Weakfish (Cynoscion regalis)

The weakfish is a member of the Sciaenidae family (drum and croaker), and its name refers to the tender, easily torn membrane in the fish's mouth.

Other Names

squeteague, common weakfish, northern weakfish, common seatrout, northern seatrout, gray trout, summer trout, tiderunner, yellowfin, weakie; French: acoupa royal; Portuguese: pescadaamarela; Spanish: corvinata real.


The body of weakfish is slim and shaped somewhat like a trout's. The lower jaw projects beyond the upper jaw. There are two large, protruding canine teeth in the upper jaw and no chin barbels.

Its coloring is dark olive or greenish to greenish-blue on the dorsal surface and blue, green, purple, and lavender with a golden tinge on the sides. Numerous small black spots speckle the top, occasionally forming wavy diagonal lines. There is sometimes a black margin on the tip of the tongue.

The weakfish is distinguished from the closely related spotted seatrout because its spots do not extend onto the tail or the second dorsal fin and are not as widely spaced. The scales also do not extend onto the fins on the weakfish.


In southerly waters, weakfish average 1 to 4 pounds. In the upper mid-Atlantic, they typically weigh 4 to 7 pounds. The all-tackle record is 19 pounds, 2 ounces, and the maximum possible growth is believed to be higher. The average life span is roughly 10 years, but some reportedly live twice that long.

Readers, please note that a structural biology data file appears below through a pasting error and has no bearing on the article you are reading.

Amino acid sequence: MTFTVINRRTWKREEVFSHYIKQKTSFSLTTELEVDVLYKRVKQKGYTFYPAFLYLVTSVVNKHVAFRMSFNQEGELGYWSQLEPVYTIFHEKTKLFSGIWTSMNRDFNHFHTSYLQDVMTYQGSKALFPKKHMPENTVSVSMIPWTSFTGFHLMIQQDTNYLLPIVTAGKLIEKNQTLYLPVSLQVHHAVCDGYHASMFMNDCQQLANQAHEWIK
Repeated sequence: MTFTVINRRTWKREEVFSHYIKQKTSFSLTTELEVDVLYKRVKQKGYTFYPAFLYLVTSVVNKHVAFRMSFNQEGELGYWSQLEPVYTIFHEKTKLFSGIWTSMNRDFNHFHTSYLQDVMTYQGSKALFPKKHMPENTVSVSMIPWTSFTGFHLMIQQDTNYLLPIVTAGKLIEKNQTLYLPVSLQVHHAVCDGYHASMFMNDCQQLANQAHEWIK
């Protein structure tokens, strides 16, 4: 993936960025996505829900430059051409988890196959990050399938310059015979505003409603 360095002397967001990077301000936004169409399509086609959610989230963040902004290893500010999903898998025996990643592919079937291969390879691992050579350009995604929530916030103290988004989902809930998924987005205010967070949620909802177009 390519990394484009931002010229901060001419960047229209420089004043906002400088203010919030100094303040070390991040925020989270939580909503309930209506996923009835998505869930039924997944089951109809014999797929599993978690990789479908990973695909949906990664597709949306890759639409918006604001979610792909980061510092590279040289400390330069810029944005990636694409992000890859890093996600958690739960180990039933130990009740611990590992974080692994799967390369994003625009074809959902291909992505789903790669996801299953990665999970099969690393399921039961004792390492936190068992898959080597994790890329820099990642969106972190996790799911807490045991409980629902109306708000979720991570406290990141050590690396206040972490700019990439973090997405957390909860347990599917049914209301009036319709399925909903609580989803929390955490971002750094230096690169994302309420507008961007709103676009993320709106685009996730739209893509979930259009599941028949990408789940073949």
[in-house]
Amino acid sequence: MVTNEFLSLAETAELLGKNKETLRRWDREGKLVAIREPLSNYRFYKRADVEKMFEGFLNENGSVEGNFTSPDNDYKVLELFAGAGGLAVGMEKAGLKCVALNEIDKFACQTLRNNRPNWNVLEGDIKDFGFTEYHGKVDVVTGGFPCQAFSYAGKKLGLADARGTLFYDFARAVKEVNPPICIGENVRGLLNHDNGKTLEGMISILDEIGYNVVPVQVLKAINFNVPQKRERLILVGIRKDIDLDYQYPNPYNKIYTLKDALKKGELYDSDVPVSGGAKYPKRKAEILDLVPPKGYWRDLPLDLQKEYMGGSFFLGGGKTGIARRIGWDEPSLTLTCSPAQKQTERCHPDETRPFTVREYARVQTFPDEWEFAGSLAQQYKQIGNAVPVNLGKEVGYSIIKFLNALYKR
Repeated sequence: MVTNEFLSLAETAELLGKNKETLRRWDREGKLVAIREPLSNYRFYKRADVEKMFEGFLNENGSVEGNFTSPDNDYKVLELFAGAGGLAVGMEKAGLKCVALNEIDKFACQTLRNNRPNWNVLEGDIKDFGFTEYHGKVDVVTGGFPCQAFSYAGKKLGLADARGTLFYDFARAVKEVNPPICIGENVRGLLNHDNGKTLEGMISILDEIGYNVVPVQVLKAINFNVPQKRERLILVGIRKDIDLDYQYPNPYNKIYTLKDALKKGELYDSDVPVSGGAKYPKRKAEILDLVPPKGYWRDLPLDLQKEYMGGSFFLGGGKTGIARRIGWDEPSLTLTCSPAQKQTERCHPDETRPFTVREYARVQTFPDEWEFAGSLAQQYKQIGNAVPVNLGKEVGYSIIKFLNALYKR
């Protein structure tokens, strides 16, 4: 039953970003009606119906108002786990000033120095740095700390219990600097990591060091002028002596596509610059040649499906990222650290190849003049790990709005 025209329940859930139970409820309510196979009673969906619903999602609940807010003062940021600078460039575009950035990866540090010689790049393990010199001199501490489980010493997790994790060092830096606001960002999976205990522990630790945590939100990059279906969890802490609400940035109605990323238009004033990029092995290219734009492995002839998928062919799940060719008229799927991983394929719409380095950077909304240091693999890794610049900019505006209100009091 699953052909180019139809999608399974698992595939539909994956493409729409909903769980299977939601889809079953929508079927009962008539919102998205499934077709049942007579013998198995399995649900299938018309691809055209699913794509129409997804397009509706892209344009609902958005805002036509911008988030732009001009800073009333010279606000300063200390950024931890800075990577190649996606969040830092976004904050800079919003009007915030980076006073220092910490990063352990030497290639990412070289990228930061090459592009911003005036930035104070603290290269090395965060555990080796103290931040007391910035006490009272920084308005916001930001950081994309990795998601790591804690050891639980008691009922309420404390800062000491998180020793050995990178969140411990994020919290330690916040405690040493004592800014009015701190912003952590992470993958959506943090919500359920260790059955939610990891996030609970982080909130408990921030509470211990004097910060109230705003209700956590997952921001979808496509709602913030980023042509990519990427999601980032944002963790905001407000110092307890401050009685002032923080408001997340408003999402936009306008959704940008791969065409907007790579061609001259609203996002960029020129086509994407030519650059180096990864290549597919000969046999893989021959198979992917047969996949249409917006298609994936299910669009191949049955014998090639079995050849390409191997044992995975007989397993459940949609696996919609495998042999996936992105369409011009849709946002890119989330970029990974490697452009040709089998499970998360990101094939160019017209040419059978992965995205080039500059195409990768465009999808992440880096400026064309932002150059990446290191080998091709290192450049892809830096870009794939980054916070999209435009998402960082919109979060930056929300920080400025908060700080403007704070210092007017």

Life history/Behavior

Mature weakfish are 3 to 4 years old. Spawning occurs in the nearshore and estuarine zones along the coast from May through October. A schooling species, weakfish migrate northward in the spring, spending the summer inshore, then moving southward again in the late autumn.

Food and feeding habits

Weakfish feed on crabs, shrimp, other crustaceans, and mollusks, as well as on herring, menhaden, silversides, killifish, and butterfish. Because of their varied diet, weakfish forage at different levels and adapt to local food conditions.


Weakfish inhabit the western Atlantic Ocean from Florida to Massachusetts, and records show isolated populations occurring as far north as Nova Scotia. They are most abundant from North Carolina to Florida in the winter and from Delaware to New York in the summer.


Preferring sandy and sometimes grassy bottoms, weakfish are usually found in shallow waters along shores and in large bays and estuaries, including salt marsh creeks and sometimes into river mouths, although they do not enter freshwater. They can be found in depths of up to 55 fathoms in the winter.